Unincorporated Persons in the Late Honda Dynasty by Tony Hoagland. Minneapolis, MN: Gray Wolf Press, 2010. $15.
Reviewed by Kevin Fitchett
As in his previous two books of poetry, Tony Hoagland offers us a vision of America through wildly wrought poems from a perspective infected with humor, and bitterness, and praise—all abilities we’ve come to expect from this poet of the people.
And I give Hoagland this title not because his poems are not smart—which they are—or because they are overly accessible—which, because of their bite, they couldn’t be called—but because he is a poet who emerges dripping from the community pool, setting his feet at the alter of the mall, praising the people of every age and color walking out of the 7-11 across the street, elbow deep in a Big Grab in a place like Texas.
Hoagland uses the three parts of this glossy, magazine-feel book (to the touch and for all the gossip) to write about and, sometimes, write to our country as we know it, featuring All-American citizens from Brittany Spears and the D.C. sniper to our fathers and a Zimbabwe immigrant at the grocery store, decked out in Chicago Bulls gear.
It is through Hoagland’s fresh—and perhaps unmatched—power to create metaphor that he approaches his subjects, his conceits blooming almost unnaturally beautiful, say, like handing you a perfect Red Delicious shined with his spit. Consider “Disaster Movie,” which begins:
You were a jumbo jet, America,
gone down in the jungle in my dream. . .
and later, tail-spins deeper into the speaker’s imagination:
I couldn’t believe that my twisted subconscious
would wreck a whole nation to make a point;
that my disgust with cell phones and beauty pageants would drive me to
ram it headfirst into the side of a hill,—its wings snapped off
while carrying the trope through to the bitter end:
But what was sweet in the dream was the quiet
resilience of those little people:
An AA meeting in progress by one of the enormous, flattened tires.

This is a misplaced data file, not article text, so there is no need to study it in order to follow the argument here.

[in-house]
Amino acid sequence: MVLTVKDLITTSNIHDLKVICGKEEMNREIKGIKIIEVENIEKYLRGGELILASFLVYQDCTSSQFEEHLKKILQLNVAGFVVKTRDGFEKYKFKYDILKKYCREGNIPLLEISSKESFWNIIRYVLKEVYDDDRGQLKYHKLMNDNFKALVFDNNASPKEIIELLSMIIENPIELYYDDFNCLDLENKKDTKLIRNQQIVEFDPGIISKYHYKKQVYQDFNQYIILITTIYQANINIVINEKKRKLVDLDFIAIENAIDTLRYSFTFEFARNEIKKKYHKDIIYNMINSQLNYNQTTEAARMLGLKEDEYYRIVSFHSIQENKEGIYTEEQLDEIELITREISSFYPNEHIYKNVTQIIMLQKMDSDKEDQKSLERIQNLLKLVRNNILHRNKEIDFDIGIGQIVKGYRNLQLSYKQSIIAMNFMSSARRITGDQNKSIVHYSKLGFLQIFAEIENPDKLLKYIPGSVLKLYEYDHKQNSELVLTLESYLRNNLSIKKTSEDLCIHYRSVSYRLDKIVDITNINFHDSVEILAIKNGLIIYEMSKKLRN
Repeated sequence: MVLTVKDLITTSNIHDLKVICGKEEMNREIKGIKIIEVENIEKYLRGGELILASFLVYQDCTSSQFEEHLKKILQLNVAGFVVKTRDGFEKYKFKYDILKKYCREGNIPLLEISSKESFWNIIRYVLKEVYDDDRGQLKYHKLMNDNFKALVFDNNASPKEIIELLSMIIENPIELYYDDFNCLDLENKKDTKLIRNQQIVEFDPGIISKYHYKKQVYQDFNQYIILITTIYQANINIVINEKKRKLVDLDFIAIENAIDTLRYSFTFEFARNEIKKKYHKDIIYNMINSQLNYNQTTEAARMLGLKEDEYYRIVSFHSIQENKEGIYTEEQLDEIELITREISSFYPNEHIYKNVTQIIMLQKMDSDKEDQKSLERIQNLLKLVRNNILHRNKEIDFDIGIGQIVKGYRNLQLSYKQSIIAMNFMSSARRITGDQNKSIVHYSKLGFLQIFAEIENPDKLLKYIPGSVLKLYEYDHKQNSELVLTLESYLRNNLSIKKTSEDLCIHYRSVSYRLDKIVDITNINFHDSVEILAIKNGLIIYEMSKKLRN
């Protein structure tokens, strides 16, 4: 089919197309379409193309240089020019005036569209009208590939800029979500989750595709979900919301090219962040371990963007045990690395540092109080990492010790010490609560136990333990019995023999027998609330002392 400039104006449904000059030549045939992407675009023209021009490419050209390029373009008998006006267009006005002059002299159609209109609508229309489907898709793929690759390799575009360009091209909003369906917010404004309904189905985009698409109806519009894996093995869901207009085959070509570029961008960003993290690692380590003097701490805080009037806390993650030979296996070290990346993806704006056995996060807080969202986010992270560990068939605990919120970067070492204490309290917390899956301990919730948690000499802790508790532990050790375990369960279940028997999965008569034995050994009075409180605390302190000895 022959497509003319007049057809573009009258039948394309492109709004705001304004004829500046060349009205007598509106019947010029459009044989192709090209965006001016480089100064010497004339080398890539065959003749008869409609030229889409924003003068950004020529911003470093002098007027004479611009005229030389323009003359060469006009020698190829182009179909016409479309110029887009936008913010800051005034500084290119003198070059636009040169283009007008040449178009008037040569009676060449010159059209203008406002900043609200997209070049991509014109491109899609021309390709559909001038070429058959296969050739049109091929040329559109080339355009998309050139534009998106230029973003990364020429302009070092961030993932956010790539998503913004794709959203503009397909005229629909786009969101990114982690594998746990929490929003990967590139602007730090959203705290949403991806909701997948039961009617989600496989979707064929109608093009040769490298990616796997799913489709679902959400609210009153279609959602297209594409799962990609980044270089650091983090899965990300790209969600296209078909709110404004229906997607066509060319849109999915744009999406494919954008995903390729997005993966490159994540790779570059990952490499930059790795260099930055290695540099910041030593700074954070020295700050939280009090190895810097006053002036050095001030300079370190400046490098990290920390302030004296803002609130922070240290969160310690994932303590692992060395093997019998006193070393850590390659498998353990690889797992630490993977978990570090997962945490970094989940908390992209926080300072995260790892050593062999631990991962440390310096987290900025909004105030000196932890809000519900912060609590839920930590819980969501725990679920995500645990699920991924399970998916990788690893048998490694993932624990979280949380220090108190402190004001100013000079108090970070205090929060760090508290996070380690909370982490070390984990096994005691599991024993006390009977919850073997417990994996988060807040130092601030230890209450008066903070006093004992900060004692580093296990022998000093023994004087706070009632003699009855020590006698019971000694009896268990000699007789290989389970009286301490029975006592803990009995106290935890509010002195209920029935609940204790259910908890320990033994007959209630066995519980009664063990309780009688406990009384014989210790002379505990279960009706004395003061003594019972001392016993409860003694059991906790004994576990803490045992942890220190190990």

And a woman singing in the dusk,
as she tended a fire
fed with an endless supply of safety manuals and self-help books.
This poem is characteristic of not only the roid-revved metaphor—and how they sometimes nearly, but never do, crash and burn—but also, the typical harshness of the speaker, not a new practice for Hoagland. Placed next to his previous two books, where poems often unfold like jokes told by men at a bar, Unincorporated isn’t as rough around the edges. If his previous books, What Narcissism Means to Me and Donkey Gospel were told more from the chakras—as Hoagland would call it—of the genitals or gut, the poems in Unincorporated come, more often, from the mind or the heart.
Still, in this collection you can count on Hoagland to again heed the advice from his own essay, “Negative Capability,” where being mean is “unforgivable in human social life, but in poetry, necessary,” which most of the time just translates to being honest.
In poems like “Disaster Movie” and “Rhythm and Blues”—where the speaker watches acquaintances rummage through a dead friend’s pile of shirts—Hoagland begins by standing on the peak of moral high ground, calling the scavengers names, psychoanalyzing, background-checking—and then, with each stanza, he comes down a level, and ends up on the ground floor, literally wearing the shirt he’d just derided. It is through these inhabitations and role-reversals via the speakers that the reader absolves the poems of their poignant cynicisms.
In other ways, this book, more than his others, is not one for the overly PC—and, in turn, Hoagland would argue, one perfect for them to read. As a white, male poet, Hoagland does not just approach the borders of issues like sexuality and race; he trespasses through them. In at least three poems, “whiteness” is the soup de jour. Again, Hoagland uses his talent for metaphor to pierce this theme in his poem, “The Story of White People,” describing Caucasians as “being too far and too long / removed from the original source / of whiteness, / suffering from a slight amnesia / in the way that skim milk can barely / remember the cow.” And two poems previous we find Hoagland’s most vivid flash of humor, where an African-American professor, after finding out he’s mostly Irish while on TV, thinks, “I can’t go back to Africa now . . . Nor would he ever be able to say the sentence, / ‘I be at the crib’ / with the same brotherly ease as before.”
It is humor and a fresh, poetic ballsiness in lines like these that make the book worth reading, worth getting offended by, and worth getting over ourselves with. Because with Unincorporated comes—using Tony Hoagland’s words to describe the fortune cookie—the “pleasure of breakage and then the other pleasure of discovery.” And, more than anything, if you open this book, this is your fortune.
Kevin Fitchett is a native of Green Bay. He is currently second on the list of most goals scored in Lakeland College soccer history. Throughout last year he accompanied, on the cello, Karl Elder in the audio/live production of "The Houdini Monologues."